"I said that I will if Howard will give me just a gentleman's promise that he will not say anything filthy about my wife or my daughter Debbie then I'll come on. He wouldn't even do that, so I did not go on. I said that if I did go on and he said scandalous things about my family I would be forced to walk out or punch him in his big nose." . . .

[Later, Boone was invited to a private screening of "The Passion Of The Christ."] "I consider it the most important film ever made. It is a film that is not only of gigantic proportion but one that changes life, that affects people's eternal destiny."

Not that Stern shouldn't be punched on his big nose.

Posted by Orrin Judd at 9:12 AM


Rainbow Coalitions: African American, Hispanic pastors lead the charge against gay marriage. (Tony Carnes, 4/22/04, Christianity Today)

Bishop Roderick Caesar, 53, thinks he was 17 or 18 when a friend confessed, "I am in the life," meaning he was homosexual. Caesar sat with his friend and prayed. "I told him I would be his friend until the day he died. I also told him I would pray that he would not find happiness."

Caesar, pastor of Bethel Gospel Tabernacle in Jamaica, Queens, helped organize a rally against gay marriage at City Hall on March 29 with the 400-church City Covenant Coalition, led by Puerto Rican-Italian Joseph Mattera. Earlier, on March 14, more than 8,000 Hispanic evangelicals converged in the Bronx for the nation's largest rally to date against gay marriage. One of the speakers was a white Assemblies of God pastor.

In New York City and elsewhere, African American and Hispanic pastors are facing off against a large homosexual-rights contingent over the issue of gay marriage. For Christian leaders steeped in personal compassion, the confrontation is full of anguish, fear, and anger.

When the Supreme Judicial Court in Massachusetts ordered gay marriage to become state law this month, local black and Hispanic clergy associations quickly joined in protest (CT, April, p. 90). A month later, African American pastors, organized by the Los Angeles– based Coalition on Urban Renewal and Education (CURE), and in association with the Family Research Council, came from across the country to support their beleaguered colleagues.

"This is a line in the sand for black churches across the nation," said CURE founder Star Parker.

The Alliance for Marriage (AFM), which advocates a constitutional amendment to protect marriage, released a poll on March 4 showing that 63 percent of Hispanics and 62 percent of African Americans support an amendment defining marriage as between a man and a woman. AFM has broad support among minorities. "Concern for stronger families trumps jobs," said founder Matt Daniels. "It trumps the environment for all voter groups."

The problem with John Judis's Emerging Democratic Majority thesis was always pretty obvious: the Party is a coalition of groups whose interests are diametrically opposed to each other and whose loyalties can only be purchased when you are in power. If Democrats can't write them government checks then blacks and Latinos are likely to gravitate towards the party that shares their values: the GOP.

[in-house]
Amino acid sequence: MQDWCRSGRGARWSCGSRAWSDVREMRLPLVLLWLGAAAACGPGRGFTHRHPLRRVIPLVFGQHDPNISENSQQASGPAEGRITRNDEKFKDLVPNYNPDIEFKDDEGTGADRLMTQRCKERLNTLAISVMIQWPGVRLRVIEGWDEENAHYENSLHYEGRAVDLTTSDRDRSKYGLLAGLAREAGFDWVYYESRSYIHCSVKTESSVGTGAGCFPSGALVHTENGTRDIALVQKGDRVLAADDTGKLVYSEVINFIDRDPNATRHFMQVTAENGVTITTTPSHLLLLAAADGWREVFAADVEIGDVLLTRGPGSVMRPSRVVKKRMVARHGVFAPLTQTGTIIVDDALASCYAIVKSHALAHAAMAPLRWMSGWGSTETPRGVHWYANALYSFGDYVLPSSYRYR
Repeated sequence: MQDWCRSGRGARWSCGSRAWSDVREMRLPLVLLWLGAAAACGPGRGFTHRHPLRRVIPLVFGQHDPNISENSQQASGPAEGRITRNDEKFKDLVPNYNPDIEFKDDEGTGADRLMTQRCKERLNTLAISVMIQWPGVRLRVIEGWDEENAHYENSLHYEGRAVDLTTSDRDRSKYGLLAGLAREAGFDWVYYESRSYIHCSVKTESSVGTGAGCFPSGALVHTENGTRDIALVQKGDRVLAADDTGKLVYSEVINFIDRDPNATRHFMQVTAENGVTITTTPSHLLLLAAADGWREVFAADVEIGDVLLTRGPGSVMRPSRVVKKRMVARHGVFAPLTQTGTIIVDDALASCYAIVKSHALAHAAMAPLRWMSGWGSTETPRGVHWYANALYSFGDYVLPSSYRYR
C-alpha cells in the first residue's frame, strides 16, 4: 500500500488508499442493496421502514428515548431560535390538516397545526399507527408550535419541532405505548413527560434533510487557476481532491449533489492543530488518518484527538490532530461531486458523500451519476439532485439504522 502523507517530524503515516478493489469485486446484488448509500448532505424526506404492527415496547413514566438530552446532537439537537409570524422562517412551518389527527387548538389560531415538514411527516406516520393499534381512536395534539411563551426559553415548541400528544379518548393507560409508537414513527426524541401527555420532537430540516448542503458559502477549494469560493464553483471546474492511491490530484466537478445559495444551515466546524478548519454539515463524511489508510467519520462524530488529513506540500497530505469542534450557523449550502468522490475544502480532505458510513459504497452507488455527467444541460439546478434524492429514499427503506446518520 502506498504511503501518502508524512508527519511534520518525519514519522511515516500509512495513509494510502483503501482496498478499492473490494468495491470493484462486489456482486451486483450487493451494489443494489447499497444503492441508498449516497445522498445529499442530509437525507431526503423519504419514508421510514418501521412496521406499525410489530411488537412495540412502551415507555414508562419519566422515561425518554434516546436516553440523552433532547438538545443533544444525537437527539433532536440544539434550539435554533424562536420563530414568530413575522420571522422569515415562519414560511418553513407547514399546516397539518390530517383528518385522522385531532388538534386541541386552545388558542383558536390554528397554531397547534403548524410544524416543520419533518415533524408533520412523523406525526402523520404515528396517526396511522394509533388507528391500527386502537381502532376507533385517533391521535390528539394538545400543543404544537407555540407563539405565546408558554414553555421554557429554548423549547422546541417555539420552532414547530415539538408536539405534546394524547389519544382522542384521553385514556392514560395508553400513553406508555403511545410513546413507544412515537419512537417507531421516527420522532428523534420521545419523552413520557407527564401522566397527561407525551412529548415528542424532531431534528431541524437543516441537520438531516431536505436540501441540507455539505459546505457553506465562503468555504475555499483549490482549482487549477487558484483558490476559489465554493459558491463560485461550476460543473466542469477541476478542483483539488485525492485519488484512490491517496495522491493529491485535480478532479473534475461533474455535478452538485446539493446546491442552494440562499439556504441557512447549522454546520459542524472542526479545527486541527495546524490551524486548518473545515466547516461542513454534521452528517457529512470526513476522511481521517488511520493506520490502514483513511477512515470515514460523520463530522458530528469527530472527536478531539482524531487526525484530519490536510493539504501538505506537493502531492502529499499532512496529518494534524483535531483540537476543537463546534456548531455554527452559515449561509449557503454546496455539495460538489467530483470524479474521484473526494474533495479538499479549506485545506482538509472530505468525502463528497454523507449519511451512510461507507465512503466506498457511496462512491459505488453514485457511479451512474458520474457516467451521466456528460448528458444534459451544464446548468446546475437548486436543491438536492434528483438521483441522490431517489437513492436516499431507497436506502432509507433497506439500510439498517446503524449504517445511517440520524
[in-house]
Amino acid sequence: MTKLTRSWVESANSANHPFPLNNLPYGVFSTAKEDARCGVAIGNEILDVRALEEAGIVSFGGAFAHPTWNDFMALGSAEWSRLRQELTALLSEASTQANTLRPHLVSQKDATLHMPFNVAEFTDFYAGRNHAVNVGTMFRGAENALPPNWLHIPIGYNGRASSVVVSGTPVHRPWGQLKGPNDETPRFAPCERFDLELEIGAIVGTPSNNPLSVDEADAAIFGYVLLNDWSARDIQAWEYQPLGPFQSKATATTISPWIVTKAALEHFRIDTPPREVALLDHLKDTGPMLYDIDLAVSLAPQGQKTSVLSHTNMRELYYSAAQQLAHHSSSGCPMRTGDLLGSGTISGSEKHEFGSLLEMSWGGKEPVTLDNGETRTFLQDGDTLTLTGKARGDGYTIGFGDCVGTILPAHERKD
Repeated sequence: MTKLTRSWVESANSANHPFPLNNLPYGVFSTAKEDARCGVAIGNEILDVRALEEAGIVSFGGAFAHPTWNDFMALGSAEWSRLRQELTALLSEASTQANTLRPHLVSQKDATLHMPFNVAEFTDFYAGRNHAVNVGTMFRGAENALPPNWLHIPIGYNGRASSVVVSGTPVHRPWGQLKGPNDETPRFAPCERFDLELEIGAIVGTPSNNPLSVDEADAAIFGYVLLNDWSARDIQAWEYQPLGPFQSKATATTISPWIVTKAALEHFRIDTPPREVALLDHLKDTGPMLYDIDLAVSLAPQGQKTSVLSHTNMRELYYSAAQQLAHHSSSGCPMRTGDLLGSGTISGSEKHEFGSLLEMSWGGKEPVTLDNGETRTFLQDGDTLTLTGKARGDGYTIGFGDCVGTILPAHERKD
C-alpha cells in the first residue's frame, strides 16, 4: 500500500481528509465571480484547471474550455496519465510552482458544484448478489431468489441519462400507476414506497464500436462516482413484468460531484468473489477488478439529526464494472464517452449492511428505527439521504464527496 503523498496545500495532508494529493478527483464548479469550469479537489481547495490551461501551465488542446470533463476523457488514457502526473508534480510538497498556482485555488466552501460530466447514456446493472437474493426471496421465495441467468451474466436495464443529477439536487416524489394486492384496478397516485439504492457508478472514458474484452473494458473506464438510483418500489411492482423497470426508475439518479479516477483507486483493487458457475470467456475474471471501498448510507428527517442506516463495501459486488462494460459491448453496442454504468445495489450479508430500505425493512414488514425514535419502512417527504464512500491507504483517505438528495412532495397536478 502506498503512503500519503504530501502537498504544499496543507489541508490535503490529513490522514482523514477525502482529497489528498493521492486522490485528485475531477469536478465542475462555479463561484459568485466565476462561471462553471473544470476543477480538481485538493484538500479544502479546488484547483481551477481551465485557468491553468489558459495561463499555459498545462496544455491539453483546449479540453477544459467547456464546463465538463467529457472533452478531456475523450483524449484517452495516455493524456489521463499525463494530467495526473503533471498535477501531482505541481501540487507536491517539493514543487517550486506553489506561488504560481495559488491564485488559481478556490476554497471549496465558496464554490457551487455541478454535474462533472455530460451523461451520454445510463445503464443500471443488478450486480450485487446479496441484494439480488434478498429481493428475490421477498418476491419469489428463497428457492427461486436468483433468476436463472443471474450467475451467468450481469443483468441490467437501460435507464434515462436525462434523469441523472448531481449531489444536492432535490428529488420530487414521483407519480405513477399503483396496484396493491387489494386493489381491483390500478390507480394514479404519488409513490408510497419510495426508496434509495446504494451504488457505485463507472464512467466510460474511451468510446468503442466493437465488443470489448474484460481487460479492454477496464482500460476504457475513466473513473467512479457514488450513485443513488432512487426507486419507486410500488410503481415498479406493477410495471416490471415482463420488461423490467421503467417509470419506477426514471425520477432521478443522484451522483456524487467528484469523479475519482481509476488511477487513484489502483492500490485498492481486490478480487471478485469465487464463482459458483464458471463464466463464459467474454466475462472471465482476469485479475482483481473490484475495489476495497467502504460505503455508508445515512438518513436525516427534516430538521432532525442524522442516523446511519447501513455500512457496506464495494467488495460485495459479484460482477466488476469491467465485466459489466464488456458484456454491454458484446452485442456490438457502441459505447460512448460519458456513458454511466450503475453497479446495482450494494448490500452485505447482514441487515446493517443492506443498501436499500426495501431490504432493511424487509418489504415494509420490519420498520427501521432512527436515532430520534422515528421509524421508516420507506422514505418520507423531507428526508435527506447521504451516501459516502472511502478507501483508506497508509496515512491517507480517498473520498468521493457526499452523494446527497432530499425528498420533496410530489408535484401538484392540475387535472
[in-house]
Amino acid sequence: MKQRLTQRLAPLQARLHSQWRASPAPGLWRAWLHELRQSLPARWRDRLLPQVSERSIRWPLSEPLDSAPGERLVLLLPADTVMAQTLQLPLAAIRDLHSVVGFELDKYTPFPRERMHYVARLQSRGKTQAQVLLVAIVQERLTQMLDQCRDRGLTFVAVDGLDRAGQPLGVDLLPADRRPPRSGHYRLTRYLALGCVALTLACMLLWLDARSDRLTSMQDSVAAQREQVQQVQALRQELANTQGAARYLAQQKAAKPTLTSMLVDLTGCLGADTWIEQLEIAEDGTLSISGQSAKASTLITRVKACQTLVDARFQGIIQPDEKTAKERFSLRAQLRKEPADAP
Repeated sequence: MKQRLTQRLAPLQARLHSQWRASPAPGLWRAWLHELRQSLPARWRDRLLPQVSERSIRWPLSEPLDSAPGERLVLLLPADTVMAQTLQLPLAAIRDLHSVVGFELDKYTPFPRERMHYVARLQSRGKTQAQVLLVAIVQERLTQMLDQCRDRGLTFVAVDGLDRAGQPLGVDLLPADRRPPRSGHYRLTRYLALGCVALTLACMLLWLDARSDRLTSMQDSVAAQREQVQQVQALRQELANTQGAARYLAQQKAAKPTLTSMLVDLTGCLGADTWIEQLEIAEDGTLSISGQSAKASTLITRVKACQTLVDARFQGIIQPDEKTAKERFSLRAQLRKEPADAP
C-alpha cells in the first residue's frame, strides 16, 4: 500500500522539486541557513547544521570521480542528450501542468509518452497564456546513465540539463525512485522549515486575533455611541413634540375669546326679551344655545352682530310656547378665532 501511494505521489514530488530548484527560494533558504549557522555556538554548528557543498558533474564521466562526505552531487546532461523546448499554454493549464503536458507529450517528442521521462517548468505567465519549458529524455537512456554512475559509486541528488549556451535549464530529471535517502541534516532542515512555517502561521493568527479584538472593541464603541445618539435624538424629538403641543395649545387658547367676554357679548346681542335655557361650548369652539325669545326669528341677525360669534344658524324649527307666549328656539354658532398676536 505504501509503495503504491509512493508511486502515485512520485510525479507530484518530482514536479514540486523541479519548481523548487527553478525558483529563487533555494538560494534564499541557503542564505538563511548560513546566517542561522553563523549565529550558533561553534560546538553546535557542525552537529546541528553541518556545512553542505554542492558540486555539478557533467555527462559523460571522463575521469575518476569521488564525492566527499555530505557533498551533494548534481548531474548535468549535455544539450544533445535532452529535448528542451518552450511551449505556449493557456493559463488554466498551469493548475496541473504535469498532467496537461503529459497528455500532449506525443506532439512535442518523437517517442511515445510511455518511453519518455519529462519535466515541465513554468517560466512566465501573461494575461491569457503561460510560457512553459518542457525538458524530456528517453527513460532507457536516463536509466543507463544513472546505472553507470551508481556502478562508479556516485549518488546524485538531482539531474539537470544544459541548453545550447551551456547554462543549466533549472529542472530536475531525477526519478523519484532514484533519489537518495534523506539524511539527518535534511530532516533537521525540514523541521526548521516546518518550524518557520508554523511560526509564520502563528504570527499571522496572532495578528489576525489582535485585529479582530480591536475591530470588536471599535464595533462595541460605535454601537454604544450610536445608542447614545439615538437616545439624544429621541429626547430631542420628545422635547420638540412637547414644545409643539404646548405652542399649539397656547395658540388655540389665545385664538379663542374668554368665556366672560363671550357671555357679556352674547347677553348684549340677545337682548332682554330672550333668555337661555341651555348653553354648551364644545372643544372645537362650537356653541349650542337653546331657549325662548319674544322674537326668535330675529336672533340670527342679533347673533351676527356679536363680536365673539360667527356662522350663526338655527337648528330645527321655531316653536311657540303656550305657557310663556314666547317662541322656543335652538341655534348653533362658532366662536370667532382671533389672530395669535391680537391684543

Posted by Orrin Judd at 9:11 AM


A Texas Bid to Shift School Finances to 'Sin Taxes' (DAVID CAY JOHNSTON, April 20, 2004, NY Times)

How much money Texas spends to teach children reading, writing and arithmetic may soon depend in part on how successful women like Vanity, Destiny and Rio of the Yellow Rose, a topless bar in this state capital, are in attracting customers.

Gov. Rick Perry called the Legislature into special session Tuesday to change the way public education is financed in Texas. He wants to give billions of dollars in property tax reductions to the most affluent homeowners while making up part of the revenue loss through a vast expansion of legal gambling, increasing cigarette taxes by $1 a pack, raising taxes on alcoholic drinks and collecting a tax of at least $5 each time a patron enters a topless bar.

The governor's plan faces an uncertain future, but it seems likely that Texas will adopt at least some of his "sin tax" proposals. Mr. Perry is a Republican, and Republicans have comfortable majorities in both houses of the Legislature.

The idea that the education of future generations should depend on increasing sin taxes is not unique to Texas. Across the country, politicians, eager to avoid anything that looks like a tax increase, are turning to levies on what Governor Perry calls "unhealthy behaviors" to finance education.

Kentucky, Maryland, Missouri, Tennessee, Utah and West Virginia are among the states that have shifted part of the cost of schooling from income, sales and property taxes to levies on gambling and nude or topless dances in the last few years.

Other states are considering such plans, including New York, where Gov. George E. Pataki is promoting more gambling to raise $2 billion annually for public schools, like making video lottery terminals more widely available.

"What we are seeing is renewed interest across the states in taxing vices," said Bert Waisanen, a tax policy specialist at the National Conference of State Legislatures.

It's better to ban most such vices, but if you're going to allow them then by all means tax the heck out of them.

Posted by Orrin Judd at 8:49 AM


Married With Children (Shelby Steele, 04.14.04, New Republic)